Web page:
While some may raise their own meat livestock, others may simply use the by-products (eggs, milk, cream, etc.) of those animals. Either way, the only way to know what goes into our foods is to be the ones feeding the animals, preferably with an all organic, non-gmo, non-soy feed. We, personally, do not raise any animals for slaughter. We, to put it simply, have a farm full of pets.
One item that is an important staple on any homestead is butter. I used to wait until the natural, no-salt butter was on sale and, then, I would stock up and store it in the freezer. That’s one way to do it. But, why not make your own? One ingredient, some kitchen gadgets and a little time and you could be storing your own, homemade butter.
The only ingredient you will need is whipping cream. We do not like salt in our butter, so we skip that addition. There are times, though, when a nice herbal or flavored butter would suit the menu. Consider adding lemon zest, parsley, thyme, cinnamon, chives, mustard, honey, garlic (including roasted cloves), oregano, basil, tarragon, onion, cracked peppercorns or rosemary. You can also add honey, preserves (pear is a good choice), diced pecans, brown sugar or pureed fresh fruits.
***Please Note herbal butters will not last as long as plain butter. If you are making herbal butters, make smaller portions. They will keep in the fridge about a month and in the freezer for about 3-4 months.
For the purpose of this recipe, we will be making a simple, plain butter – which is anything but plain.
food processor or large mixer
large mixing bowl
a sieve (store this in the fridge so it will be cold when used)
2. Pour the cream into the food processor or KitchenAid mixer. This will act as your “butter-churn” with no stirring on your part needed.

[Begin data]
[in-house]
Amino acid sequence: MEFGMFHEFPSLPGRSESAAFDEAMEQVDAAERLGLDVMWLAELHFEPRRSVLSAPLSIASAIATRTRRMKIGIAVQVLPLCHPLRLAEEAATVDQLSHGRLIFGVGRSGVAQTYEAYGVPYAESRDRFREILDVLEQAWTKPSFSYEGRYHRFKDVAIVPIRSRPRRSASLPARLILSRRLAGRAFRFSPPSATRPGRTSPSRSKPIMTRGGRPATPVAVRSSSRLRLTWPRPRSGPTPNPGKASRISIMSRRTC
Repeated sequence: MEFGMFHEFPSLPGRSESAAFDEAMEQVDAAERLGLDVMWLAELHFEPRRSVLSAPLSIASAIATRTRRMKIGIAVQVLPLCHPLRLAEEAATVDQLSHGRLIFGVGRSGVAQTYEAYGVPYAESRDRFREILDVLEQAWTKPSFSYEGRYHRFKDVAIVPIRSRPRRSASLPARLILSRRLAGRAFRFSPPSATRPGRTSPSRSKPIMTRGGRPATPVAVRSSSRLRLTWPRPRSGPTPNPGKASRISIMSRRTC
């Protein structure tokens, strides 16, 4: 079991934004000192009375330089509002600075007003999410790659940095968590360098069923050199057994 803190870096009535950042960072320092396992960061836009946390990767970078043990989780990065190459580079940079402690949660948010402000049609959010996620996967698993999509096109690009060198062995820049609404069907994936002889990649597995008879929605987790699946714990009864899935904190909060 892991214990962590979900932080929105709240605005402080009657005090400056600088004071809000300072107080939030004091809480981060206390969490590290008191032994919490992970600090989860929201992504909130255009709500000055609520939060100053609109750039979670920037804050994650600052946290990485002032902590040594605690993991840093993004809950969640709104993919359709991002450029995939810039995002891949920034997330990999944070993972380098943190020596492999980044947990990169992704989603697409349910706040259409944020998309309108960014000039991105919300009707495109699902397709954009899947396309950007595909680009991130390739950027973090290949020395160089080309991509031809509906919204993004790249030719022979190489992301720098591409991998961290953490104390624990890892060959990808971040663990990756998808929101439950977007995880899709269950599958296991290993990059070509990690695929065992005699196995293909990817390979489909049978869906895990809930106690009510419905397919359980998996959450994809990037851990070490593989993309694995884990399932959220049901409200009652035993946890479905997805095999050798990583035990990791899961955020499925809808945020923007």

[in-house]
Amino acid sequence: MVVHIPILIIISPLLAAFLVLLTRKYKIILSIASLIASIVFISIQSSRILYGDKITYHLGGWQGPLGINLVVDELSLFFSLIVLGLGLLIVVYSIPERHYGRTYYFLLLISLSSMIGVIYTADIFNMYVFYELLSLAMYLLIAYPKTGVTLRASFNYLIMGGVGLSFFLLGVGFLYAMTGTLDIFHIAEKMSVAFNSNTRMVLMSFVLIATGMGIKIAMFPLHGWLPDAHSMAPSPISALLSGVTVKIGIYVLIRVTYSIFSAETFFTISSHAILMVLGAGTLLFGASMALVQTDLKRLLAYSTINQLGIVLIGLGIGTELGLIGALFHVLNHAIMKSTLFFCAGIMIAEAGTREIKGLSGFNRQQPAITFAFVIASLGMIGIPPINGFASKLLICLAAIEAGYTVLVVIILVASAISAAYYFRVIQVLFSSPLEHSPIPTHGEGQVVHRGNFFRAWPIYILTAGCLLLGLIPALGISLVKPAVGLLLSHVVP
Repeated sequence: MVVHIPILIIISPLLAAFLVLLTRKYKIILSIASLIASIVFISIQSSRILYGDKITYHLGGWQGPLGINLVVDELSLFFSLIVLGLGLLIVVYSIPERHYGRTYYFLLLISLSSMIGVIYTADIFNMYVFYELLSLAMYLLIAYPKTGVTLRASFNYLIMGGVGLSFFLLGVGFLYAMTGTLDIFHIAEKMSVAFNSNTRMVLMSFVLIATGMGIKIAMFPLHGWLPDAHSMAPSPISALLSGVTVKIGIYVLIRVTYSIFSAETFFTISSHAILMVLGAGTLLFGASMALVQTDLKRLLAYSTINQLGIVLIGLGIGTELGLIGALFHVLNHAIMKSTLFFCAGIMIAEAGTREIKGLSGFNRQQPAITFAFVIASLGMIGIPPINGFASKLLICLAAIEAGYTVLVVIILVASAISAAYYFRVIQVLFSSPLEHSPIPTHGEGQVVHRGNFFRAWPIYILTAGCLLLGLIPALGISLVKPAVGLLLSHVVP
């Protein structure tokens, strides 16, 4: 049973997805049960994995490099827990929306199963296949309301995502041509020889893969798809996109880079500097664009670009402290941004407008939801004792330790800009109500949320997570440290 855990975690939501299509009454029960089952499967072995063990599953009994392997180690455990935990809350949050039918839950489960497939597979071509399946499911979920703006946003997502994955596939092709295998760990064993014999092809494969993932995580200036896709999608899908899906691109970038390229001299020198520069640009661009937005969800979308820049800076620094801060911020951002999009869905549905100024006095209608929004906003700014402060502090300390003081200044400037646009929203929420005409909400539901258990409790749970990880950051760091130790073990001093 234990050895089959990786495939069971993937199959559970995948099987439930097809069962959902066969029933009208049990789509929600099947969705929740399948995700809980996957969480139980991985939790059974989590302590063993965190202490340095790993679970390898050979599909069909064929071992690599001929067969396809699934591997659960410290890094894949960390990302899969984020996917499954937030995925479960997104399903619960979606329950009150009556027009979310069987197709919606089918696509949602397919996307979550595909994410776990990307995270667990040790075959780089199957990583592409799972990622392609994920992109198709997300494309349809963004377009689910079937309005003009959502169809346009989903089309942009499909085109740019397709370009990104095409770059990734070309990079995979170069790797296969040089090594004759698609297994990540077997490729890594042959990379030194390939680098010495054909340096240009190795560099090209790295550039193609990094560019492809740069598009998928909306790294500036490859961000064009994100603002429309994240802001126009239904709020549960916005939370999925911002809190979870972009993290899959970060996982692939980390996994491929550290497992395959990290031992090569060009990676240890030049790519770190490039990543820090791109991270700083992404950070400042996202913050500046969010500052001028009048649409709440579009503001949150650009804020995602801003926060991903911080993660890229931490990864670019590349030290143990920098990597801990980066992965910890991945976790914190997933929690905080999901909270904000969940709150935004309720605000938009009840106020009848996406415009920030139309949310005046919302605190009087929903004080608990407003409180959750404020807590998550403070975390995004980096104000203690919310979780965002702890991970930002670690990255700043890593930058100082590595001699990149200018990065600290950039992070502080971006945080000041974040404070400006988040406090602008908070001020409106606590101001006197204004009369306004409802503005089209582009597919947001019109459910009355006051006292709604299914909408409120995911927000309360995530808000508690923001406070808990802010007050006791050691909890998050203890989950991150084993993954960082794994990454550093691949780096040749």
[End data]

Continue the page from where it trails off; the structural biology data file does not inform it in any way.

3. As you mix, continue until the cream turns to a yellow, grainy texture and is collapsing back upon itself. There will be some separation between the cream and the buttermilk. Stop the mixer immediately when you see this separation to prevent the finished butter from being too greasy.
4. Pour the contents from the mixer through the cold sieve, draining off all of the liquid. You can save the liquid separately, as it is buttermilk, and it can be used for cooking and baking.
5. Once separated, rinse the butter with cold water until it runs clear.
6. Put the butter into a large mixing bowl and and begin to knead. You need to make sure that your hands are cold before kneading. The easiest way to insure this is to run your hands under cold water before beginning. The kneading process will separate the butter from the water used for rinsing.
7. Pour off the water. Continue to work the butter with your hands and form it into the desired shape (or use butter molds). Wrap in parchment paper and/or foil and store in the refrigerator.
Instead of making round or stick butter, consider using butter molds like these:
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